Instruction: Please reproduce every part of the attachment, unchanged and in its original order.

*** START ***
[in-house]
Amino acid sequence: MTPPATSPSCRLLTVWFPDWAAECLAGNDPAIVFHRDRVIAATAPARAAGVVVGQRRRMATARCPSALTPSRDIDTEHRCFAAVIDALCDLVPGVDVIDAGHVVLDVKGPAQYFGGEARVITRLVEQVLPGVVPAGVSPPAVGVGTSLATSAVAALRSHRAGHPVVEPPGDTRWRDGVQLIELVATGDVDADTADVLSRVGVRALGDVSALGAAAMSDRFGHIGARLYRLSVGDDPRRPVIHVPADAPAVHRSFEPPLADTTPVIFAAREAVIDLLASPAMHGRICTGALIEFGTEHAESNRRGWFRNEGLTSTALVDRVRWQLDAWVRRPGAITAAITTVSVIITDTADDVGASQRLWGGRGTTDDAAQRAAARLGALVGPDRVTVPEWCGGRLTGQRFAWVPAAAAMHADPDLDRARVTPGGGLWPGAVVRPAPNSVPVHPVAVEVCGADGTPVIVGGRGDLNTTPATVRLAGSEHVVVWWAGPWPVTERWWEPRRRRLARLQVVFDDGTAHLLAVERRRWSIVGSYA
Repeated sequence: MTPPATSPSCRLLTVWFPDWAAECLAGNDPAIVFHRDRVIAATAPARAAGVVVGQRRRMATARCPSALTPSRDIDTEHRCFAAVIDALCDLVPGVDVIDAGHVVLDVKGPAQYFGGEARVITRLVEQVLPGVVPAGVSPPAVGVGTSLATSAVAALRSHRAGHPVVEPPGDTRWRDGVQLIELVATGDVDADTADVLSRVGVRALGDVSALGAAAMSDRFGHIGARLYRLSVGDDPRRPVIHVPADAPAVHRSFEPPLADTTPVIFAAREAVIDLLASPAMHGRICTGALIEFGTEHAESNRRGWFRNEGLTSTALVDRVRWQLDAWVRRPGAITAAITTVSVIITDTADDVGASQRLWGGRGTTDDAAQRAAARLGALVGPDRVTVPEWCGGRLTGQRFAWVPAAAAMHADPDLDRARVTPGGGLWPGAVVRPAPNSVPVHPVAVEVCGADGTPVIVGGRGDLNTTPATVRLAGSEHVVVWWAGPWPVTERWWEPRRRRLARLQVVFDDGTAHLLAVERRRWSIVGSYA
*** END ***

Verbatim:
[in-house]
Amino acid sequence: MTPPATSPSCRLLTVWFPDWAAECLAGNDPAIVFHRDRVIAATAPARAAGVVVGQRRRMATARCPSALTPSRDIDTEHRCFAAVIDALCDLVPGVDVIDAGHVVLDVKGPAQYFGGEARVITRLVEQVLPGVVPAGVSPPAVGVGTSLATSAVAALRSHRAGHPVVEPPGDTRWRDGVQLIELVATGDVDADTADVLSRVGVRALGDVSALGAAAMSDRFGHIGARLYRLSVGDDPRRPVIHVPADAPAVHRSFEPPLADTTPVIFAAREAVIDLLASPAMHGRICTGALIEFGTEHAESNRRGWFRNEGLTSTALVDRVRWQLDAWVRRPGAITAAITTVSVIITDTADDVGASQRLWGGRGTTDDAAQRAAARLGALVGPDRVTVPEWCGGRLTGQRFAWVPAAAAMHADPDLDRARVTPGGGLWPGAVVRPAPNSVPVHPVAVEVCGADGTPVIVGGRGDLNTTPATVRLAGSEHVVVWWAGPWPVTERWWEPRRRRLARLQVVFDDGTAHLLAVERRRWSIVGSYA
Repeated sequence: MTPPATSPSCRLLTVWFPDWAAECLAGNDPAIVFHRDRVIAATAPARAAGVVVGQRRRMATARCPSALTPSRDIDTEHRCFAAVIDALCDLVPGVDVIDAGHVVLDVKGPAQYFGGEARVITRLVEQVLPGVVPAGVSPPAVGVGTSLATSAVAALRSHRAGHPVVEPPGDTRWRDGVQLIELVATGDVDADTADVLSRVGVRALGDVSALGAAAMSDRFGHIGARLYRLSVGDDPRRPVIHVPADAPAVHRSFEPPLADTTPVIFAAREAVIDLLASPAMHGRICTGALIEFGTEHAESNRRGWFRNEGLTSTALVDRVRWQLDAWVRRPGAITAAITTVSVIITDTADDVGASQRLWGGRGTTDDAAQRAAARLGALVGPDRVTVPEWCGGRLTGQRFAWVPAAAAMHADPDLDRARVTPGGGLWPGAVVRPAPNSVPVHPVAVEVCGADGTPVIVGGRGDLNTTPATVRLAGSEHVVVWWAGPWPVTERWWEPRRRRLARLQVVFDDGTAHLLAVERRRWSIVGSYA